Capturing The Complexity Of Geologic Carbon Sequestration In Complex Basalt Formations

Global carbon dioxide (CO2) emissions from energy production declined each year between 2013 and 2016, but this trend ended abruptly in 2017 when CO2 emissions from energy reached 32.6 gigatons (WEO, 2019). This 1.6% increase marked a new record high for energy-based CO2 emissions and further increases are projected well into the future unless comprehensive CO2 management strategies are adopted by the world’s leading energy producers. Moreover, decades of steadily increasing anthropogenic CO2 emissions have resulted in steadily increasing atmospheric CO2 concentrations, which reached 400 ppm in May 2013 and are now above 410 ppm at the Mauna Loa Observatory (SIO, 2019).

Because it is widely accepted that rising atmospheric CO2 concentrations are responsible for increasing land and sea temperature, perhaps the grand challenge of modern society is to find technological, social, and political frameworks for stabilizing anthropogenic CO2 emissions.

Within the portfolio of CO2 stabilization strategies, one promising technological solution is carbon capture and sequestration (CCS), which is the process of capturing CO2 at point-source generators (i.e., power plants, factories, etc.) and isolating it from the atmosphere by disposal into deep geological (>800 m) formations. The efficacy of CCS is dependent on the target reservoir, which is measured by its total storage capacity, as well as its ability to accept CO2 injections and prevent it from leaking.

Traditionally, CCS research has focused on sedimentary geologic formations, such as depleted oil/gas reservoirs, deep saline reservoirs, and unmineable coal seams (Benson & Cole, 2008). These sedimentary systems are generally characterized by highly conductive reservoir rocks overlain by much lower conductivity formations, the latter of which effectively traps CO2 in the disposal reservoir and prevents it from escaping.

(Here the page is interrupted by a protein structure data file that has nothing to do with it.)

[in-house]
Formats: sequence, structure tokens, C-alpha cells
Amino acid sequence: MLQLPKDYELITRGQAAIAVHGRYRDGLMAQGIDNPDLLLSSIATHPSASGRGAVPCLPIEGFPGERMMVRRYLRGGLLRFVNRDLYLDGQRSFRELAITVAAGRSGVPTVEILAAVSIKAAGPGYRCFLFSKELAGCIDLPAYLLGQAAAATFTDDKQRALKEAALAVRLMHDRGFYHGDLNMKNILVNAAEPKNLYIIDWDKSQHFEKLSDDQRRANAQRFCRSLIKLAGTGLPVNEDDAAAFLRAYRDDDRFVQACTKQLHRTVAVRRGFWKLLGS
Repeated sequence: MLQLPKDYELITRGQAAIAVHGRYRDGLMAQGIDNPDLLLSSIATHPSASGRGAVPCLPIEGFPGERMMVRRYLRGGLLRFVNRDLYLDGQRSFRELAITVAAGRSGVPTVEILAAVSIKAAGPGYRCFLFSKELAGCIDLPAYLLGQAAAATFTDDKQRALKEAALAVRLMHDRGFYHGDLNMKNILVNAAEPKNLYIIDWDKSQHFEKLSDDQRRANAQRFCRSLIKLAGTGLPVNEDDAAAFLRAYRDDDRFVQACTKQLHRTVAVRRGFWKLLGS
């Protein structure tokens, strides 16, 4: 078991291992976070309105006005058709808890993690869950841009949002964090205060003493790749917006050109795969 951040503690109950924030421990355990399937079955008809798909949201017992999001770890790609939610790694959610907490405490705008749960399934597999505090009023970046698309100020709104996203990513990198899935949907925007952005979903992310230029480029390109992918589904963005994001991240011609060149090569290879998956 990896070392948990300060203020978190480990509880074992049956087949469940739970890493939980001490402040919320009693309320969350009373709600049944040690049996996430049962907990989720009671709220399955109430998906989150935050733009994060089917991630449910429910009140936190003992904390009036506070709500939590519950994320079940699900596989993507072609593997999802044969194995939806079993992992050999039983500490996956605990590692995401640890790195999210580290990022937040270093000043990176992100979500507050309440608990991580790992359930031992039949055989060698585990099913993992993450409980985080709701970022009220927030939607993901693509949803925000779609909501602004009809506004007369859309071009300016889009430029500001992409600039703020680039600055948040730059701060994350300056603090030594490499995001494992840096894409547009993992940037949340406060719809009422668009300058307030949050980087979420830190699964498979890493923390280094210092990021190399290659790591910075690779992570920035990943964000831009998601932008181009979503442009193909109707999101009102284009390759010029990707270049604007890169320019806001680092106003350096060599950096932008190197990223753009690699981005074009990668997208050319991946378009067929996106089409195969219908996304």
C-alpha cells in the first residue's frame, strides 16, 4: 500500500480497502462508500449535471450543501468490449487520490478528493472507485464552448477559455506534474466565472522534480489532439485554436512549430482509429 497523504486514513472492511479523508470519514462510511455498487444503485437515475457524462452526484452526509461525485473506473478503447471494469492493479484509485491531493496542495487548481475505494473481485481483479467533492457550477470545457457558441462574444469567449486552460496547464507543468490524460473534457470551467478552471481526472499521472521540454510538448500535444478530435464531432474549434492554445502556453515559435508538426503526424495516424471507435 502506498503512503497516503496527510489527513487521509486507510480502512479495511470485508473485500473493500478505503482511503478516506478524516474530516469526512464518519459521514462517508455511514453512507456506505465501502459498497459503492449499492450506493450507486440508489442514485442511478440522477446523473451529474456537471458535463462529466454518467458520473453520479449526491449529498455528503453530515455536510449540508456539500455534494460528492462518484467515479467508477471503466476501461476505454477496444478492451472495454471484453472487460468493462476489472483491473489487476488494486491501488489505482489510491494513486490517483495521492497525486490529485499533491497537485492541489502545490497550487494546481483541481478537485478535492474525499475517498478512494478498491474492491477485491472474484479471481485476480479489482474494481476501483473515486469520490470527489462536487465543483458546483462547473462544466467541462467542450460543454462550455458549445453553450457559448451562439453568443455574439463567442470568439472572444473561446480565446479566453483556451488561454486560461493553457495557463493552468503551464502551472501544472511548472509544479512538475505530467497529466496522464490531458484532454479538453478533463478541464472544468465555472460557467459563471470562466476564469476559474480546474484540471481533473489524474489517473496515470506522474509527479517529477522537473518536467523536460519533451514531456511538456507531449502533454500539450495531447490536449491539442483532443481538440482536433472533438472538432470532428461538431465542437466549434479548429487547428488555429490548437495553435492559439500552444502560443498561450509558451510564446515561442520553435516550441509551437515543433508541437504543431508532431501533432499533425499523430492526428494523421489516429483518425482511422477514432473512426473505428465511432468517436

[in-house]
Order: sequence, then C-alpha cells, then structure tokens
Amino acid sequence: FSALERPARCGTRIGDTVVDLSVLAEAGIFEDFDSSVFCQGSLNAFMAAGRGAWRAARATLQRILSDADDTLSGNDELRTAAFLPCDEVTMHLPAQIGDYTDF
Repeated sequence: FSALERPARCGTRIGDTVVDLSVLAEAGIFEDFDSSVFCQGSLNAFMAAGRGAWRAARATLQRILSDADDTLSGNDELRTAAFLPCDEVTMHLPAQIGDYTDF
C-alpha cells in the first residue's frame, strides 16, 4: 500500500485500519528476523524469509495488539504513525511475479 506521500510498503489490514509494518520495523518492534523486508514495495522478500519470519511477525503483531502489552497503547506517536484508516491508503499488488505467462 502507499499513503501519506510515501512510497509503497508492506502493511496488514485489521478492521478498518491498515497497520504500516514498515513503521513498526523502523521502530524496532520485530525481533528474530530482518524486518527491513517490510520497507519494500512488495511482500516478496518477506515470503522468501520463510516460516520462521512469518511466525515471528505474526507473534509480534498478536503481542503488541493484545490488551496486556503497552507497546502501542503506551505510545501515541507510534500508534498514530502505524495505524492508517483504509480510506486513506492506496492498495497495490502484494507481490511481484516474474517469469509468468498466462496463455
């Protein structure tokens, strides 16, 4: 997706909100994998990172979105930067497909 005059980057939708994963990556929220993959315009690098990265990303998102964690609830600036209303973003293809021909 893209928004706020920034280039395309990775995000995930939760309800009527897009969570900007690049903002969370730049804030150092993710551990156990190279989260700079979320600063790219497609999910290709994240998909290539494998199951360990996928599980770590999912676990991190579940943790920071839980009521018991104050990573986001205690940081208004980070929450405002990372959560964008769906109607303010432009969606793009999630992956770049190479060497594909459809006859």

While CCS in sedimentary rocks has proven to be effective for CO2 storage, such formations do not exist everywhere. As a result, researchers are now looking into non-traditional geologic formations for CCS. One promising rock type is flood basalt, which forms when molten lava flows across the land surface, cools and then hardens. When this process occurs repeatedly over large geographic regions, the result in a layered assemblage of individual basalt flows (IMAGE) that are called large igneous provinces, e.g., Deccan Traps (India), Siberian Traps (Russia), and Columbia River Basalt Group (USA).

The motivation for CCS in basalt formations is their mineral composition, which releases calcium, magnesium, and iron ions when exposed to mixtures of CO2 and water. As these ions enter the water-CO2 mixture, they react with bicarbonate ions to form carbonate minerals, e.g., calcite. This process permanently immobilizes carbon that originated in the CO2. To further motivate this CCS in basalt formations, laboratory and field experiments show that carbon mineralization occurs rapidly. In fact, the CarbFix pilot test in Iceland demonstrated 95% mineralization in less than two years (Matter et al., 2016).

While these laboratory- and pilot-scale experiments show promising results, the transition to industrial scale implementation is fraught with challenges. For example, flood basalt formations are characterized by pervasive fracture networks, which are potential pathways for CO2 to escape the reservoir before mineralization. In addition, technological limitations preclude our ability to fully map these fracture networks at depths required for CCS (>800 m). This uncertainty is further compounded because the conductivity of basalt fracture networks exhibits an extraordinary variability (Jayne & Pollyea, 2018). The consequences of this uncertainty are that risk assessment models of CCS in basalt formations are prone to considerable error. In our most recent paper, we turn this uncertainty into an asset by implementing stochastic (statistics-based) simulation methods to learn the extent to which flood basalt formations can accept CO2 injections while remaining mechanically stable.